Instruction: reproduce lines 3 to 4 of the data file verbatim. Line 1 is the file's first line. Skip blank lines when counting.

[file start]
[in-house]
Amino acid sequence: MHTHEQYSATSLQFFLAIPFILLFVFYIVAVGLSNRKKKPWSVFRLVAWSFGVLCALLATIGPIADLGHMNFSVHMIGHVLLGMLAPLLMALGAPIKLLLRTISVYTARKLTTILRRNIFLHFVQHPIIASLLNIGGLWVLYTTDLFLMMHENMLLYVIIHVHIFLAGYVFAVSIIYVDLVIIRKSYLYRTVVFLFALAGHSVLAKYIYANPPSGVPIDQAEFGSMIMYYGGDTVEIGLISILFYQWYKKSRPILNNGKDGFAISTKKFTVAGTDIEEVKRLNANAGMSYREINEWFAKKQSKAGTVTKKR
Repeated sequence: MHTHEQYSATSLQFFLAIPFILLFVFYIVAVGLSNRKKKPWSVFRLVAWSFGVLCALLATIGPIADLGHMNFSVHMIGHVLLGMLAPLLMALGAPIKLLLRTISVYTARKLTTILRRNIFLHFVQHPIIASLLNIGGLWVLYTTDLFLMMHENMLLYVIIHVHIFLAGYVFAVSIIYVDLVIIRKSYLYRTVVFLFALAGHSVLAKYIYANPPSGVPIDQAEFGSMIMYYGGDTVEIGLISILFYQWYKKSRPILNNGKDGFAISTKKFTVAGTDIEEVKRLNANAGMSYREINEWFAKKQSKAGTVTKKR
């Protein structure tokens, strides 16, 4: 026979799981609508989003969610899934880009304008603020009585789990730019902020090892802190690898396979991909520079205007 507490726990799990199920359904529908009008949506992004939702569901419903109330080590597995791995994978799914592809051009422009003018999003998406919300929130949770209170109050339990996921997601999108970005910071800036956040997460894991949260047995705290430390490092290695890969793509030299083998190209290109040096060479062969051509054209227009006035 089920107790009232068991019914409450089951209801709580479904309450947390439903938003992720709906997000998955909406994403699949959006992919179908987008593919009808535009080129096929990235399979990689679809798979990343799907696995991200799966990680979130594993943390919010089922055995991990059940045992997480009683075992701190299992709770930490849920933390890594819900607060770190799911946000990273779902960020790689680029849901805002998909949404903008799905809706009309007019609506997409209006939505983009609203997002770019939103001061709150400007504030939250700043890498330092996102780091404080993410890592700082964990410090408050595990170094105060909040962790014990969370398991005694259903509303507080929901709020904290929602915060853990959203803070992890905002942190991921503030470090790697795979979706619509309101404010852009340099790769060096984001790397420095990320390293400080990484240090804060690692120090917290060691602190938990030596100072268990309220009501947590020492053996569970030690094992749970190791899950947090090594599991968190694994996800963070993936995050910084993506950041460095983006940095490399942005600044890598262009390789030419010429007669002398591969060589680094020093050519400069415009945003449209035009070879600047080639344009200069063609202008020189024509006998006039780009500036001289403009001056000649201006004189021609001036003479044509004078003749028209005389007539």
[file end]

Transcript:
Repeated sequence: MHTHEQYSATSLQFFLAIPFILLFVFYIVAVGLSNRKKKPWSVFRLVAWSFGVLCALLATIGPIADLGHMNFSVHMIGHVLLGMLAPLLMALGAPIKLLLRTISVYTARKLTTILRRNIFLHFVQHPIIASLLNIGGLWVLYTTDLFLMMHENMLLYVIIHVHIFLAGYVFAVSIIYVDLVIIRKSYLYRTVVFLFALAGHSVLAKYIYANPPSGVPIDQAEFGSMIMYYGGDTVEIGLISILFYQWYKKSRPILNNGKDGFAISTKKFTVAGTDIEEVKRLNANAGMSYREINEWFAKKQSKAGTVTKKR
């Protein structure tokens, strides 16, 4: 026979799981609508989003969610899934880009304008603020009585789990730019902020090892802190690898396979991909520079205007 507490726990799990199920359904529908009008949506992004939702569901419903109330080590597995791995994978799914592809051009422009003018999003998406919300929130949770209170109050339990996921997601999108970005910071800036956040997460894991949260047995705290430390490092290695890969793509030299083998190209290109040096060479062969051509054209227009006035 089920107790009232068991019914409450089951209801709580479904309450947390439903938003992720709906997000998955909406994403699949959006992919179908987008593919009808535009080129096929990235399979990689679809798979990343799907696995991200799966990680979130594993943390919010089922055995991990059940045992997480009683075992701190299992709770930490849920933390890594819900607060770190799911946000990273779902960020790689680029849901805002998909949404903008799905809706009309007019609506997409209006939505983009609203997002770019939103001061709150400007504030939250700043890498330092996102780091404080993410890592700082964990410090408050595990170094105060909040962790014990969370398991005694259903509303507080929901709020904290929602915060853990959203803070992890905002942190991921503030470090790697795979979706619509309101404010852009340099790769060096984001790397420095990320390293400080990484240090804060690692120090917290060691602190938990030596100072268990309220009501947590020492053996569970030690094992749970190791899950947090090594599991968190694994996800963070993936995050910084993506950041460095983006940095490399942005600044890598262009390789030419010429007669002398591969060589680094020093050519400069415009945003449209035009070879600047080639344009200069063609202008020189024509006998006039780009500036001289403009001056000649201006004189021609001036003479044509004078003749028209005389007539």